In the final analysis, Sephardim did not want to burden the community with too long a Haftarah reading. Ashkenazim favored completing the story even though that meant reading a lengthy Haftarah. Perhaps the best solution would be to read the shorter Haftarah in synagogue and then to learn the story in its entirety.


Parashat Shemot is an example where Sephardim, Ashkenazim, and Yemenites adopted passages from different prophetic books to highlight different themes from the Parashah.

Sephardim read the beginning of Sefer Yirmiyahu (1:1–2:3). In this passage, God selects Yirmiyahu as a prophet. Yirmiyahu expresses reluctance only to be rebuffed by God: “I replied: Ah, Lord God! I don’t know how to speak, for I am still a boy. And the Lord said to me: Do not say, I am still a boy, but go wherever I send you and speak whatever I command you” (Yirmiyahu 1:6–7). This choice of Haftarah focuses on the parallels between Yirmiyahu’s initiation and ensuing reluctance, and Moshe’s hesitations in accepting his prophetic mission in the Parashah.

Ashkenazim read from Yeshayahu, focusing primarily on the theme of national redemption: “[In days] to come Jacob shall strike root, Israel shall sprout and blossom, and the face of the world shall be covered with fruit” (Yeshayahu 27:6). “For when he—that is, his children—behold what My hands have wrought in his midst, they will hallow My name. Men will hallow the Holy One of Yaakov and stand in awe of the God of Israel” (Yeshayahu 29:23). Although there is rebuke in the middle of the Haftarah, the passage begins and ends with redemption.

Yemenites read one of Yechezkel’s harsh diatribes against the Jews for their infidelity to God since their inception as a nation. The prophet compares them to an unfaithful woman who has cheated on God by turning to idolatry and the allures of pagan nations: “O mortal, proclaim Jerusalem’s abominations to her” (Yechezkel 16:2).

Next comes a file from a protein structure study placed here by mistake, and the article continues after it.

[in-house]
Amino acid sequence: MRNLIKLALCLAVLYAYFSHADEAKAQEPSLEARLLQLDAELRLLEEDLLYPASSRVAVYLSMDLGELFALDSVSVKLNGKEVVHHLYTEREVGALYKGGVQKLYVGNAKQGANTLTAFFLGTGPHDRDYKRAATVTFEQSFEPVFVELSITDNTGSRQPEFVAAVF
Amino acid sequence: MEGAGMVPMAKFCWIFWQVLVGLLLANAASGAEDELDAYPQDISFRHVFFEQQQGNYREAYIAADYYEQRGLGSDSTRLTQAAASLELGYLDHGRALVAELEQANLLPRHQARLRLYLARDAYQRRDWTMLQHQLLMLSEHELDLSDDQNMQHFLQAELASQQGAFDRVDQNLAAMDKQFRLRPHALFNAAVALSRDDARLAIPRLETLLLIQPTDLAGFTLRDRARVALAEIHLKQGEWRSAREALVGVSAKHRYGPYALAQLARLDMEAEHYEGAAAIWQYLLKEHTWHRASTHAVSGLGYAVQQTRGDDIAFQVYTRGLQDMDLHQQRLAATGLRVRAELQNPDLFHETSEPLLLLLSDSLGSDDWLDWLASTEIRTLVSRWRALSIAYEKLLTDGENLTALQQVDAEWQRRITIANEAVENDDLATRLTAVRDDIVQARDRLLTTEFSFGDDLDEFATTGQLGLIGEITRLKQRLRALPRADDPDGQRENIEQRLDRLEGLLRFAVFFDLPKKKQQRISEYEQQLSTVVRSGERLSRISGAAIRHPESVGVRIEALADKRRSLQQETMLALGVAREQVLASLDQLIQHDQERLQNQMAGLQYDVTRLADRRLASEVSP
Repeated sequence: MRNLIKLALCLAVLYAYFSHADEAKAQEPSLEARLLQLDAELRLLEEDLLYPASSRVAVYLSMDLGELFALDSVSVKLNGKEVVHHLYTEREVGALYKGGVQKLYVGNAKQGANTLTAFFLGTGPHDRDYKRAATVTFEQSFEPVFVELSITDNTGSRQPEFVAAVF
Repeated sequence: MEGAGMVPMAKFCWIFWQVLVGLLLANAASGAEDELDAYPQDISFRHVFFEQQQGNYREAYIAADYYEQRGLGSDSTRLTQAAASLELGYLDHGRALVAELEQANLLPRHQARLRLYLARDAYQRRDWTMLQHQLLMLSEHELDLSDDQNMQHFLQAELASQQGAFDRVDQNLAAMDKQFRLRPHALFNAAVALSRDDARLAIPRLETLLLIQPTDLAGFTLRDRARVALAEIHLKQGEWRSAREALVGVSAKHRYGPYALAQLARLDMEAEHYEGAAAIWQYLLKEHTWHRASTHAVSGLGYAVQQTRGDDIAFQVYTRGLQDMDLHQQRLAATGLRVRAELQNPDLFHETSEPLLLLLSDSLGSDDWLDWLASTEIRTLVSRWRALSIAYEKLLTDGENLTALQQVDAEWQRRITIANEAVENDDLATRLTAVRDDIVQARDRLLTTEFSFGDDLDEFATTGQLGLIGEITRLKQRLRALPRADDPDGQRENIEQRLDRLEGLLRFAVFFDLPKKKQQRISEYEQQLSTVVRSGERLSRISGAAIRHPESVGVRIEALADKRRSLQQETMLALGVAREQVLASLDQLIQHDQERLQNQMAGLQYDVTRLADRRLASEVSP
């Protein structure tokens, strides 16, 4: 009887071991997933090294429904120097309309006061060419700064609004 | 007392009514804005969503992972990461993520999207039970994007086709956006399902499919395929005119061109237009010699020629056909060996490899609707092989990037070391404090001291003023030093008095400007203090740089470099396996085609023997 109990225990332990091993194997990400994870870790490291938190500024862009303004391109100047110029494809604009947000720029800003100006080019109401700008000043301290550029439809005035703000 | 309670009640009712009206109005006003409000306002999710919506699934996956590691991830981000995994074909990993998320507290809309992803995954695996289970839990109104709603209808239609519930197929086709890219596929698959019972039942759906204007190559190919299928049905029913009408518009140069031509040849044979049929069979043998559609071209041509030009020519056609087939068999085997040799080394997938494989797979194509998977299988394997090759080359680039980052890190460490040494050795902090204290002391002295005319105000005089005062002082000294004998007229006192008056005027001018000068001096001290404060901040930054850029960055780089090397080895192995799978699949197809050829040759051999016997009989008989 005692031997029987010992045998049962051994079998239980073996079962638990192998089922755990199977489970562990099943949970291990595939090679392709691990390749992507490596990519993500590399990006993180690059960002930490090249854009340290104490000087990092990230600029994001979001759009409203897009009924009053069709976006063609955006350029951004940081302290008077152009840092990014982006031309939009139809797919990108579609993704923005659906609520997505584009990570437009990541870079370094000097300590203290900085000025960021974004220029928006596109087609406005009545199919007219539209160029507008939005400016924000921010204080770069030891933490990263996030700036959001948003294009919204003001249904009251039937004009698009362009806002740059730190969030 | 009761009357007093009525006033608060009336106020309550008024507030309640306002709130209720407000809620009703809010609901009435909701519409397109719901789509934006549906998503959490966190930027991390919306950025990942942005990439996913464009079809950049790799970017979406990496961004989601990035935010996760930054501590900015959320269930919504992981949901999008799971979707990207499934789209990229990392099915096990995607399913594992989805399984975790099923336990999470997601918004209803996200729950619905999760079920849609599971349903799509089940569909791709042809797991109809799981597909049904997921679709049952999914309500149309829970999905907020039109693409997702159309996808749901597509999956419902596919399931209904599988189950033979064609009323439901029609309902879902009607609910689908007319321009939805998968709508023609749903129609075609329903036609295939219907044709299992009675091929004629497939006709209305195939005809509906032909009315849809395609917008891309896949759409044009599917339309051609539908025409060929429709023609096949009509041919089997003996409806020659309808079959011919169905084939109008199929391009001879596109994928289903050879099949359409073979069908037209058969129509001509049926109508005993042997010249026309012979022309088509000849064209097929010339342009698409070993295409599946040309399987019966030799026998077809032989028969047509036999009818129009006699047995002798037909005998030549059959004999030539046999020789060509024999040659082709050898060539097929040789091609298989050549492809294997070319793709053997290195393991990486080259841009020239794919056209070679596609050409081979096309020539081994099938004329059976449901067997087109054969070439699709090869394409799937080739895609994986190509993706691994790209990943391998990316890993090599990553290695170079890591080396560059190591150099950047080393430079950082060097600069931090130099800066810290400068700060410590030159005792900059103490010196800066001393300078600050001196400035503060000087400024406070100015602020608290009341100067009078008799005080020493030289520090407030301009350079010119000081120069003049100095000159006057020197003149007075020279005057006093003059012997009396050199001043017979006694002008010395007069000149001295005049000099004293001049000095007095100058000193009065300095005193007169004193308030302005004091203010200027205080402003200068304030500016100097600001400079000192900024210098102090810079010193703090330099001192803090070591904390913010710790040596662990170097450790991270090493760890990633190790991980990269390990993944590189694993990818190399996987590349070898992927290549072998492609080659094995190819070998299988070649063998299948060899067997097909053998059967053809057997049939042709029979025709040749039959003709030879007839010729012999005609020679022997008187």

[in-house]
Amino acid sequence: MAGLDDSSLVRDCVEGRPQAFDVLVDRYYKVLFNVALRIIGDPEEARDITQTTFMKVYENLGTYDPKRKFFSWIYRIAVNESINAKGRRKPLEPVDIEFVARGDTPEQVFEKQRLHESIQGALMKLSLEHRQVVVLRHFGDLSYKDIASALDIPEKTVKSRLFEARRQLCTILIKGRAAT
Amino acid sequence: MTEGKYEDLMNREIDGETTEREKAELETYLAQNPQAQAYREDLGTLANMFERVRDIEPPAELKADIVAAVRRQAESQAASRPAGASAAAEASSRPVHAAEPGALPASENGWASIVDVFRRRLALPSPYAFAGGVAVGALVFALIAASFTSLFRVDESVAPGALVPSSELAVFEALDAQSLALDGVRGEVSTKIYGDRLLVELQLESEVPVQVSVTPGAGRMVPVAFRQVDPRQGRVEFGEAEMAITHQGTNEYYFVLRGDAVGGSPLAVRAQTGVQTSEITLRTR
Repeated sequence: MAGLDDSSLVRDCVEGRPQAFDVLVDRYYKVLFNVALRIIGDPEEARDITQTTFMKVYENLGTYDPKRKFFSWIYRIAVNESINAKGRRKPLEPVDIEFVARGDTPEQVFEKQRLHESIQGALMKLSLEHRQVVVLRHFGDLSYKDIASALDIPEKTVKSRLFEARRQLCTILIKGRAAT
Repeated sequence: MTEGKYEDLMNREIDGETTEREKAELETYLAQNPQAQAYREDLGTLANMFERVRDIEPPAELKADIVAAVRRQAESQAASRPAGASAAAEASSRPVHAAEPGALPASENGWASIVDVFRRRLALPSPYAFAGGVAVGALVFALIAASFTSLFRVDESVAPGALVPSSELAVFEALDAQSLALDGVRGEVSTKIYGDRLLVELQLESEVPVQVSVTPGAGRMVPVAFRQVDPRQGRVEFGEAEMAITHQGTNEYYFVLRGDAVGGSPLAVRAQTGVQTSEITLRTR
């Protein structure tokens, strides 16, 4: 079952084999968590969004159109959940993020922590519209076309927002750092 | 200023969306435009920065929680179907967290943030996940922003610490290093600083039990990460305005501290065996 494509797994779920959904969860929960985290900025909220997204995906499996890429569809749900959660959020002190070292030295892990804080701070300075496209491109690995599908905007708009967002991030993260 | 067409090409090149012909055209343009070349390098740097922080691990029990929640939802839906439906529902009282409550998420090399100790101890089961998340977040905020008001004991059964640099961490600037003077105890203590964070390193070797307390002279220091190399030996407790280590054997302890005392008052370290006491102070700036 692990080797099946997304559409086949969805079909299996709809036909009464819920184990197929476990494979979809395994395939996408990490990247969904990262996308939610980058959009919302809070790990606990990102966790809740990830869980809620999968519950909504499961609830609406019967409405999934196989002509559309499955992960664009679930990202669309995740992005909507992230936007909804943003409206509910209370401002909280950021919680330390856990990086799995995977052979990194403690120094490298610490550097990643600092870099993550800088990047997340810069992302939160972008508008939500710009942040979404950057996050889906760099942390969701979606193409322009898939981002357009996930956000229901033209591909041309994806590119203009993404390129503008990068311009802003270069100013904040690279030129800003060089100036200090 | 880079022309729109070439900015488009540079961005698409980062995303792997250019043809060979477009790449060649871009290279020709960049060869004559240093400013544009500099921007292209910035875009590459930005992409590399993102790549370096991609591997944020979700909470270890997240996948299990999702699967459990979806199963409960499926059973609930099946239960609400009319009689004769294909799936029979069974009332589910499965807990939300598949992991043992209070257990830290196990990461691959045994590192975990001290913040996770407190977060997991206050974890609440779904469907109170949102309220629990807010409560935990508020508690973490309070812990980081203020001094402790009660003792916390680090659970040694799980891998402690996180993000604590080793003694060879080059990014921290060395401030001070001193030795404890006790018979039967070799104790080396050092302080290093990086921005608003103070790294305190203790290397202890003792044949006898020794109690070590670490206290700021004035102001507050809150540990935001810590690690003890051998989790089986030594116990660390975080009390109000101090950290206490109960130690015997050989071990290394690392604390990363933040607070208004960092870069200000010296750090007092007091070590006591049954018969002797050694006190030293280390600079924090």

Ashkenazim highlight the link between the national exile and redemption. Yemenites selected Yechezkel’s caustic condemnation of the Israelites, implying that the Israelites deserved slavery as a punishment for having assimilated in Egypt. It likely was used as an exhortation to contemporary Jews to remain faithful to the Torah. Sephardim chose to highlight the development of the outstanding individual figure of the Parashah—Moshe.

[1] R. Shalom Carmy, “‘I Will Bless God at All Times’: Pesukei DeZimrah on Shabbat and on Weekdays,” forthcoming in in Mi-Tokh Ha-Ohel: Shabbat Prayer Volume (Jerusalem: Maggid).

[2] Macy Nulman, The Encyclopedia of Jewish Prayer: Ashkenazic and Sephardic Rites (Northvale, NJ: Jason Aronson, 1993), p. 327.

[3] Macy Nulman, The Encyclopedia of Jewish Prayer, pp. 11-12.

[4] This section is taken from Hayyim Angel, A Synagogue Companion (New York: Institute for Jewish Ideas and Ideals, 2013), pp. 340-341.

[5] R. Marvin Luban, “The Kaddish: Man’s Reply to the Problem of Evil,” in Studies in Torah Judaism, ed. Leon Stitskin (New York: Yeshiva University Press, 1969), pp. 191–234.

[6] This section is taken from Hayyim Angel, A Synagogue Companion, pp. 228-229, 240-241.

[7] R. Elhanan Samet, Pirkei Elisha (Ma’alei Adumim: Ma’aliyot, 2007), pp. 281-284.

Shaping Prayer Experience: A Study of Sephardic And Ashkenazic Liturgy—Part Two by Rabbi Hayyim Angel